When I was diagnosed with an aggressive form of cancer in 2000, I came face-to-face with my own mortality—and learned some profound lessons that transformed my view of reality. I would never sign up for my cancer experience, but neither would I trade away the treasures mined from it.
Above all, I learned to live with the awareness that we all really do have an impending, inescapable appointment awaiting us. We all have an appointment with God. No matter how busy or distracted we are or how distant that appointment may seem, one telephone call can change everything.
My call came when I was a 40-year-old mother of two preschool children and a happily married wife. The following post is Part 16 in “Snapshots of a Mother’s Cancer Experience,” a series that chronicles my journey through diagnosis, surgery, and beyond. (You can find a chronological list of the previous Snapshots here.)
Sunday, July 30
“This is so scary,” whispers Sara, a dear friend who arrived bearing succulent lemon bars and a tuna-and-green-bean salad. As dusk approaches, dimming the view out our front windows, the pink light of a summer sunset lingers, gracing our patio doors.
Scary? Is this scary? I suppose…but fear does not dominate my thoughts. Instead, I’m reminded of Russ, a friend who still laughed and loved people as he battled Lou Gehrig’s disease. Roger and I recently talked about how adversity and illness create the opportunity to show the world that Jesus makes a difference.
“In this world you will have trouble, but take heart, I have overcome the world” (John 16:33).
“I will never leave nor forsake you” (Hebrews 13:5).
“There is one who sticks closer than a brother” (Proverbs 18:24)
Strange as this may sound, although I wouldn’t have volunteered to be diagnosed with cancer, in a Job-sort-of-way, I feel privileged. This may be the toughest challenge I’ve faced, yet, since I turned to Jesus, it’s been on my darkest days that God’s Presence has been most pervasive.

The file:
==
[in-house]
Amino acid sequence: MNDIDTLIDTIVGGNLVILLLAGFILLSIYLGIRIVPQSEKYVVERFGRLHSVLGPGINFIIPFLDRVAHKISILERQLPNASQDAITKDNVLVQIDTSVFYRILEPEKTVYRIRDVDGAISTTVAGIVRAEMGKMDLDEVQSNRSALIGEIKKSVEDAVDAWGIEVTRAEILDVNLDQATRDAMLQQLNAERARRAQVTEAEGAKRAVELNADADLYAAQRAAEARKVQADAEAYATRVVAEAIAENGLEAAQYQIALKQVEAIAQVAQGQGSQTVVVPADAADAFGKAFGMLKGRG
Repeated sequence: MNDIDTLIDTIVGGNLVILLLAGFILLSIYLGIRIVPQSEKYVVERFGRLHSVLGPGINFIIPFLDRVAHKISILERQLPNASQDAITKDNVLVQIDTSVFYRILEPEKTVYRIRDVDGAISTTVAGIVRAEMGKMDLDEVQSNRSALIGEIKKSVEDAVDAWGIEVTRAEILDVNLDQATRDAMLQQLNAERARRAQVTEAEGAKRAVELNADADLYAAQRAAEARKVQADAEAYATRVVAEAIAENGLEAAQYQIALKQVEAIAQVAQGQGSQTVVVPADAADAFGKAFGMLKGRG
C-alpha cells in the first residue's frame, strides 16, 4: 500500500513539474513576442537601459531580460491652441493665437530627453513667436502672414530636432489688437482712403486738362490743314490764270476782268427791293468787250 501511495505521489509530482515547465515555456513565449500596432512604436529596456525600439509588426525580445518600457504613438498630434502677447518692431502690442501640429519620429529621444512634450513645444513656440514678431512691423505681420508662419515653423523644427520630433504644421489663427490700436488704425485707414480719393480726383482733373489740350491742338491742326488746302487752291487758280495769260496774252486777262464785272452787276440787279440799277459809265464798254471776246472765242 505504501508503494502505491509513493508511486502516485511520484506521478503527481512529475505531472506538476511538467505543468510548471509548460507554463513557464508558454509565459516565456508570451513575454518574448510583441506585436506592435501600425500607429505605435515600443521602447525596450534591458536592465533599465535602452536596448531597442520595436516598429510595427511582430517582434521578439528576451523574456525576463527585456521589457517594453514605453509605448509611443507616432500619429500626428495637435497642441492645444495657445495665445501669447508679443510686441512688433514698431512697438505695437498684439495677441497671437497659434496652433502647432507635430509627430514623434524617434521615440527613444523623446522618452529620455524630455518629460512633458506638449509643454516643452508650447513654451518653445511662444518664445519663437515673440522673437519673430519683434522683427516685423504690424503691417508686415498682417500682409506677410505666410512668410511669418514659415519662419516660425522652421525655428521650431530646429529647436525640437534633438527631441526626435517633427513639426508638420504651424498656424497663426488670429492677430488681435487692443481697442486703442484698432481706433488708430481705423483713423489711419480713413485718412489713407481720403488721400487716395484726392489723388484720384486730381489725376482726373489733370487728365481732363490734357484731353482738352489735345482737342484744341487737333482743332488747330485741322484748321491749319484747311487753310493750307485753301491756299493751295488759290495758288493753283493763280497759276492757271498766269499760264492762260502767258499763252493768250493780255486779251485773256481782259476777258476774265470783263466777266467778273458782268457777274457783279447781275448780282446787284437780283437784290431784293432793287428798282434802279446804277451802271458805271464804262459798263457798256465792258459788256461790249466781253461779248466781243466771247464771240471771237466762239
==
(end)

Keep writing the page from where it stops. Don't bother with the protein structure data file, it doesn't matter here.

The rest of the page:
Two occasions come to mind:
My father became my dear friend before he passed into eternity, but we had a difficult history. Once, during my adolescence, I thoroughly provoked him, and he—hurt, angry, and deeply disappointed—poised his pen to sign me into permanent foster care.
Thankfully, my mother intervened.
The penetrating pain of that event resurfaced early in my marriage as I worked on a magazine article about father-child relationships. My research suddenly shifted from intellectual and objective…to emotional and deeply personal. Quite unexpectedly, like Alice into the looking glass, I tumbled into my “father wound.” But, instead of landing in Wonderland, I landed in a black hole.
I felt indescribable grief and overwhelming despair. Yet I did not feel alone.
In that moment, Jesus’ Presence felt as tangible as a gentle hand wiping away my tears.
* * *
Several years later, Roger and I had an intense conflict. Most of the details are a blur now, but I possess a sharp recollection of how Roger seemed to withdraw his love. As a result, my abandonment wound (closely related to my father wound) burst, spewing toxic fear and rage like a ravaged tanker.
It was a dangerous moment….
I’m susceptible to making dramatic displays when deeply hurt. I felt rejected, abandoned, and ugly. Yet, thankfully, I cried out to Jesus.
Comfort enveloped me as if He had wrapped me in His arms. His still small voice reminded me: I know everything about you—including the gruesome details of your most depraved acts—and still I love you.
He loves me because He is Love, not because I’m lovable. He took the burden of my baggage upon His back. He suffered the cross to set me free. And, if I yield my will to His, He will bring beauty from ashes.
My “natural” reactions and deeply embedded patterns urged me to lash out, harbor my hurts, seek independence from rather than interdependence with Roger. But Jesus answered my cry with a gift of divine self-control.
After a time apart from Roger—during which I prayed to overcome many destructive impulses—we came together and found our way back to a place of compassionate communication. And we resolved our conflict.
Now Sara and I sit at the dining room table. Its blonde oak surface feels smooth beneath my forearms. I clear my throat before responding.
“This would be a lot scarier without Jesus.”
♥ ♥ ♥
Do you have a story to tell of a time when God met you in the desert or in the furnace? Tell us about it! And come back next month to read the next snapshot.